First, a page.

WIOA requires workforce development programs to track skills training participation rates using various metrics. State and local workforce development boards, which oversee the implementation of WIOA, are held accountable to six common performance measures, of which three directly result in labor-market outcomes. For each participant that exits a WIOA program, the public workforce system tracks their entered employment, job retention, and earnings data. However, this is an insufficient proxy for quality employment. While these performance measures together capture training output, they do not account for whether job attainment is matched to decent working conditions.
Of the roughly 640,000 workers who received employment and training services through the WIOA Adult program in 2018, more than 70 percent of participants were employed, and more than 60 percent earned a credential one year after exiting the program. In addition, median earnings for these workers were $6,170 in the second fiscal quarter after completing the program, which amounts to about $25,000 per year. In comparison, the real median personal income for all workers was $33,706 that year. In a 2017 gold-standard evaluation of the Workforce Investment Act—WIOA’s predecessor—Mathematica Policy Research (MPR) found a positive relationship between program participation and completion and credential attainment. At the same time, however, MPR also noted the workforce intervention yielded little or no earning gains. Together, these outcomes suggest that even if a job seeker finishes an employment and training program and earns a credential, they are likely no better off in the labor market—which begs the question about labor market inequality and declining job quality.
The experiences of the frontline workforce during the pandemic—including fast food workers, social workers, cleaners, retail associates, transit workers, home health aides, and other workers who are now deemed essential—highlights the reality of a workforce policy approach that makes decent pay and benefits, workplace safety, and union rights difficult to achieve without fundamental change. The economic fallout of the pandemic demonstrates why workers need unqualified assurances that the jobs that they go back to, or the new ones they seek out, will have better working conditions than from before the COVID-19 pandemic. If the U.S. economy is to achieve an inclusive recovery and stay resilient, policymakers must reengineer a workforce response designed to protect workers against low wages and poor working conditions.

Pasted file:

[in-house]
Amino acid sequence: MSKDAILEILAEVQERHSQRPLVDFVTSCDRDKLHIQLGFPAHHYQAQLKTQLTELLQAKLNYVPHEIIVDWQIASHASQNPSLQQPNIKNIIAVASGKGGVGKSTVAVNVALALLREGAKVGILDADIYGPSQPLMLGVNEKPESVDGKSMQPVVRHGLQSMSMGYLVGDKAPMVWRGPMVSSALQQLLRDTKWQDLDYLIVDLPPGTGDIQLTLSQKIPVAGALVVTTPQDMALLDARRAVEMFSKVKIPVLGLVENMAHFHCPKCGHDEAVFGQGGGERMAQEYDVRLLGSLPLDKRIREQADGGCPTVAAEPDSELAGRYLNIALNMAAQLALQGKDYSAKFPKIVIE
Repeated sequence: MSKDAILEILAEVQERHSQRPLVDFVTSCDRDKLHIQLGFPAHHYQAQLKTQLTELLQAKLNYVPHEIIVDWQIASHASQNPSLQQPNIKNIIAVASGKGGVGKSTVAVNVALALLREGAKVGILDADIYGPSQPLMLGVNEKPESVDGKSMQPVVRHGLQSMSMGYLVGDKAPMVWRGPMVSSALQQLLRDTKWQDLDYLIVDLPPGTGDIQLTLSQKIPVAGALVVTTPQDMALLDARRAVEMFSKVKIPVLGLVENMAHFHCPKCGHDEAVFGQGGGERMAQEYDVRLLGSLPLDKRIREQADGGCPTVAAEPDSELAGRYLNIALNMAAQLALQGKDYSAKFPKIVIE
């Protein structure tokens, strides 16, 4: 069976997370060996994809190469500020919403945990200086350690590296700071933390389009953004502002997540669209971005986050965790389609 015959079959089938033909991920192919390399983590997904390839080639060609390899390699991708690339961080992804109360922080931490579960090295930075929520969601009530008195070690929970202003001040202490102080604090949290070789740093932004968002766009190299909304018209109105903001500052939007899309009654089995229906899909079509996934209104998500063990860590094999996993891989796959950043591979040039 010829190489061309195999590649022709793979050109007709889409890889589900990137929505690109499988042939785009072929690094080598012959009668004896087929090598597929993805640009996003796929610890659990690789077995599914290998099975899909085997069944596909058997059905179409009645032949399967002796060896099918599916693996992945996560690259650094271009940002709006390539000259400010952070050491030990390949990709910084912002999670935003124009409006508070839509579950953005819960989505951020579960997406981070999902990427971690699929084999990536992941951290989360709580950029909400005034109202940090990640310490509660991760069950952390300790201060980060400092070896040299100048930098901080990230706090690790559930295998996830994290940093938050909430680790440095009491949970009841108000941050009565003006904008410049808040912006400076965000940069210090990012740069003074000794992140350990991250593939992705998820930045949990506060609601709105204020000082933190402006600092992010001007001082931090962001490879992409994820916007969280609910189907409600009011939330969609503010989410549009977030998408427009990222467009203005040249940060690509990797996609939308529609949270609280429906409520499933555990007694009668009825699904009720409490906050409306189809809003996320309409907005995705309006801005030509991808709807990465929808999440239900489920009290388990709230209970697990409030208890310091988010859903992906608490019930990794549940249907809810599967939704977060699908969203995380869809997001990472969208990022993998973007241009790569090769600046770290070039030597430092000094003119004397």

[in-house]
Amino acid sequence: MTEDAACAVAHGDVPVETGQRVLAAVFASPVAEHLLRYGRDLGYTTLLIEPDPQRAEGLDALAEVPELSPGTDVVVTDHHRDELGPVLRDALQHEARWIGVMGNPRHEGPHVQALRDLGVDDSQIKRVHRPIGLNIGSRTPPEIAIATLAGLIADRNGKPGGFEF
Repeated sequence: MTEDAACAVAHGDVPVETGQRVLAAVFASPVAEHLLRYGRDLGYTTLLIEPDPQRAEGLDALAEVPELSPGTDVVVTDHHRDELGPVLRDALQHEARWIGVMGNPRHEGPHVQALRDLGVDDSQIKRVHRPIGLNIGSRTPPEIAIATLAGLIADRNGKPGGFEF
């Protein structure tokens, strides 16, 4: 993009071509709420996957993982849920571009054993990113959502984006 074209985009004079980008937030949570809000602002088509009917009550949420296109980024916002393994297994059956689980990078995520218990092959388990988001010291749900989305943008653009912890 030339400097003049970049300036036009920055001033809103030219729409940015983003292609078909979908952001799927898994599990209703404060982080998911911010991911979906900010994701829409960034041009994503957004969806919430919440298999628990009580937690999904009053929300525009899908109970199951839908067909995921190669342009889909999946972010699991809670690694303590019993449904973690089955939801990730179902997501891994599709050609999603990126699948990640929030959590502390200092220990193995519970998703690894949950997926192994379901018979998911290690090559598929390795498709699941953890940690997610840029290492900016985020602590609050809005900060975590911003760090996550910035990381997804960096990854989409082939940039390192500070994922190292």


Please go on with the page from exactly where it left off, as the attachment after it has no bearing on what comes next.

Put differently, workforce development should not only provide employment and training services but also play a role in influencing how labor markets increase standards for wages and benefits, provide health and safety protections, and improve job quality overall. Because the delivery of job search, job training, and job matching is inherently mediated by the social nature of employment relationships, the workforce problems the pandemic has brought to light stem not from the skillsets of workers but from the structural factors resulting in widespread poor job quality. In order to reenvision workforce development beyond conventional skills training practices, workforce systems should be designed to reward coordination with entities to develop or carry out an array of innovative interventions that explicitly improve job quality, such as portable benefit and wage board structures, targeted hiring, and fair chance policies.